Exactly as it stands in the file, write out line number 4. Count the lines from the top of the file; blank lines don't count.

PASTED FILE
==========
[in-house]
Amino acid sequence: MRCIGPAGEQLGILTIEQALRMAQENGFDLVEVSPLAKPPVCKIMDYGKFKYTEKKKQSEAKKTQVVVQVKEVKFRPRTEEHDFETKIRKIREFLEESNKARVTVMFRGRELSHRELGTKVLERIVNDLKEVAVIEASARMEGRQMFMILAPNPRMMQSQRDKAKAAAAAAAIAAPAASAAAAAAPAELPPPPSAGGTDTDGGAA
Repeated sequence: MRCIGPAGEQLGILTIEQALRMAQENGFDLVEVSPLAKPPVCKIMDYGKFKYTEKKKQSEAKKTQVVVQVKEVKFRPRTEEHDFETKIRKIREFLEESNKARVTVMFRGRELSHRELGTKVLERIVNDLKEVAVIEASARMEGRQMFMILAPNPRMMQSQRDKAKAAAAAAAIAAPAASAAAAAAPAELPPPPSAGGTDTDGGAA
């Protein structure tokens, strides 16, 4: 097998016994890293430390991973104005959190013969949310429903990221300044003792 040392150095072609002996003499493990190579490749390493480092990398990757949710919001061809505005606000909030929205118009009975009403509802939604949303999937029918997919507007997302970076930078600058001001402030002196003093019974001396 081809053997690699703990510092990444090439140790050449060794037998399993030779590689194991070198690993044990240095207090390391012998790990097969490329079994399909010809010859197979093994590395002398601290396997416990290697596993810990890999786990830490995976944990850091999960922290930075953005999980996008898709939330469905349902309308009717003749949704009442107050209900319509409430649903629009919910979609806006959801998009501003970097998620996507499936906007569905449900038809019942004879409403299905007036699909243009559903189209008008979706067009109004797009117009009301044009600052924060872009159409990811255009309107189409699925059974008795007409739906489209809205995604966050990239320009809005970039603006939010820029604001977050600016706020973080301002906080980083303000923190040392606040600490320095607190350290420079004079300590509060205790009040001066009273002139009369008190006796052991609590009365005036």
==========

């Protein structure tokens, strides 16, 4: 097998016994890293430390991973104005959190013969949310429903990221300044003792 040392150095072609002996003499493990190579490749390493480092990398990757949710919001061809505005606000909030929205118009009975009403509802939604949303999937029918997919507007997302970076930078600058001001402030002196003093019974001396 081809053997690699703990510092990444090439140790050449060794037998399993030779590689194991070198690993044990240095207090390391012998790990097969490329079994399909010809010859197979093994590395002398601290396997416990290697596993810990890999786990830490995976944990850091999960922290930075953005999980996008898709939330469905349902309308009717003749949704009442107050209900319509409430649903629009919910979609806006959801998009501003970097998620996507499936906007569905449900038809019942004879409403299905007036699909243009559903189209008008979706067009109004797009117009009301044009600052924060872009159409990811255009309107189409699925059974008795007409739906489209809205995604966050990239320009809005970039603006939010820029604001977050600016706020973080301002906080980083303000923190040392606040600490320095607190350290420079004079300590509060205790009040001066009273002139009369008190006796052991609590009365005036």